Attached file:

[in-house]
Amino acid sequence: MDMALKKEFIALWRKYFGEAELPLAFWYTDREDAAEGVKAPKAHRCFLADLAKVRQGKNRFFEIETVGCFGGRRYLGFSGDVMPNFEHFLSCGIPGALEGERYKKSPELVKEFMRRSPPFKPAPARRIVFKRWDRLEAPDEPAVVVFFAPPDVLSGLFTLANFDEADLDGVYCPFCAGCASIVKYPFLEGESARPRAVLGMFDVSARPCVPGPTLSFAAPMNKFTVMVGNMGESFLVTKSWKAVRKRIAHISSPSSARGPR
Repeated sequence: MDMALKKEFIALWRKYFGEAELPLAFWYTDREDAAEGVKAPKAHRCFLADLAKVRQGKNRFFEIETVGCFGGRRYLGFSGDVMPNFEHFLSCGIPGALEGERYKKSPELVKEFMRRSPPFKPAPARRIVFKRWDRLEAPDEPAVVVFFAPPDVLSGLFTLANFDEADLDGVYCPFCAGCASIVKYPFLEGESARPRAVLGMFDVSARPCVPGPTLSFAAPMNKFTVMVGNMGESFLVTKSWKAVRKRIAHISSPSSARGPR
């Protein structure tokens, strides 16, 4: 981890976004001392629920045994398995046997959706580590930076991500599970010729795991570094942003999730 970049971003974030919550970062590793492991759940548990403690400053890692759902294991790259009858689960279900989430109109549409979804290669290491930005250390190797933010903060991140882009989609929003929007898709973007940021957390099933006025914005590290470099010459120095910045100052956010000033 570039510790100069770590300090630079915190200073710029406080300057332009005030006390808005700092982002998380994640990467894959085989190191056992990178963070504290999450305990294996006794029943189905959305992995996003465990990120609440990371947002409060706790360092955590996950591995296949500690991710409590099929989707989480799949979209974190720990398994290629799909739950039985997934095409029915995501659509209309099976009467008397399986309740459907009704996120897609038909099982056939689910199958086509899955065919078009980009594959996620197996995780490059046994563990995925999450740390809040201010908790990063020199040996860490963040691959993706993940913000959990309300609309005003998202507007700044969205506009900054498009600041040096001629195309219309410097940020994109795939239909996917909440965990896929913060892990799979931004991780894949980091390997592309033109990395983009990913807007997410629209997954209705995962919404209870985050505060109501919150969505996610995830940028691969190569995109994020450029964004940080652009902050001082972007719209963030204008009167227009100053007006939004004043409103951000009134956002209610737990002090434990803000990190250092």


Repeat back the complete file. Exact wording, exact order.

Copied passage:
[in-house]
Amino acid sequence: MDMALKKEFIALWRKYFGEAELPLAFWYTDREDAAEGVKAPKAHRCFLADLAKVRQGKNRFFEIETVGCFGGRRYLGFSGDVMPNFEHFLSCGIPGALEGERYKKSPELVKEFMRRSPPFKPAPARRIVFKRWDRLEAPDEPAVVVFFAPPDVLSGLFTLANFDEADLDGVYCPFCAGCASIVKYPFLEGESARPRAVLGMFDVSARPCVPGPTLSFAAPMNKFTVMVGNMGESFLVTKSWKAVRKRIAHISSPSSARGPR
Repeated sequence: MDMALKKEFIALWRKYFGEAELPLAFWYTDREDAAEGVKAPKAHRCFLADLAKVRQGKNRFFEIETVGCFGGRRYLGFSGDVMPNFEHFLSCGIPGALEGERYKKSPELVKEFMRRSPPFKPAPARRIVFKRWDRLEAPDEPAVVVFFAPPDVLSGLFTLANFDEADLDGVYCPFCAGCASIVKYPFLEGESARPRAVLGMFDVSARPCVPGPTLSFAAPMNKFTVMVGNMGESFLVTKSWKAVRKRIAHISSPSSARGPR
């Protein structure tokens, strides 16, 4: 981890976004001392629920045994398995046997959706580590930076991500599970010729795991570094942003999730 970049971003974030919550970062590793492991759940548990403690400053890692759902294991790259009858689960279900989430109109549409979804290669290491930005250390190797933010903060991140882009989609929003929007898709973007940021957390099933006025914005590290470099010459120095910045100052956010000033 570039510790100069770590300090630079915190200073710029406080300057332009005030006390808005700092982002998380994640990467894959085989190191056992990178963070504290999450305990294996006794029943189905959305992995996003465990990120609440990371947002409060706790360092955590996950591995296949500690991710409590099929989707989480799949979209974190720990398994290629799909739950039985997934095409029915995501659509209309099976009467008397399986309740459907009704996120897609038909099982056939689910199958086509899955065919078009980009594959996620197996995780490059046994563990995925999450740390809040201010908790990063020199040996860490963040691959993706993940913000959990309300609309005003998202507007700044969205506009900054498009600041040096001629195309219309410097940020994109795939239909996917909440965990896929913060892990799979931004991780894949980091390997592309033109990395983009990913807007997410629209997954209705995962919404209870985050505060109501919150969505996610995830940028691969190569995109994020450029964004940080652009902050001082972007719209963030204008009167227009100053007006939004004043409103951000009134956002209610737990002090434990803000990190250092």